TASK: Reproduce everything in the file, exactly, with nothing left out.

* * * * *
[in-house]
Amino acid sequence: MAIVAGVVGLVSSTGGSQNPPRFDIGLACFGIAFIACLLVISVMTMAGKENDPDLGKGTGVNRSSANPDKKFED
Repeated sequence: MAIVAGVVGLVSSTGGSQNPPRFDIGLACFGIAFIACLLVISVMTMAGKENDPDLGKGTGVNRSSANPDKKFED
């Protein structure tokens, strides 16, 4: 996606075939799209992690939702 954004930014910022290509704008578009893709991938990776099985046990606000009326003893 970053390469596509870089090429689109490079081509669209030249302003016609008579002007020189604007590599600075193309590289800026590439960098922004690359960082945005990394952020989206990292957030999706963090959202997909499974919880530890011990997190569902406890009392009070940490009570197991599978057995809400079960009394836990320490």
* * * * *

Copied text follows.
[in-house]
Amino acid sequence: MAIVAGVVGLVSSTGGSQNPPRFDIGLACFGIAFIACLLVISVMTMAGKENDPDLGKGTGVNRSSANPDKKFED
Repeated sequence: MAIVAGVVGLVSSTGGSQNPPRFDIGLACFGIAFIACLLVISVMTMAGKENDPDLGKGTGVNRSSANPDKKFED
């Protein structure tokens, strides 16, 4: 996606075939799209992690939702 954004930014910022290509704008578009893709991938990776099985046990606000009326003893 970053390469596509870089090429689109490079081509669209030249302003016609008579002007020189604007590599600075193309590289800026590439960098922004690359960082945005990394952020989206990292957030999706963090959202997909499974919880530890011990997190569902406890009392009070940490009570197991599978057995809400079960009394836990320490």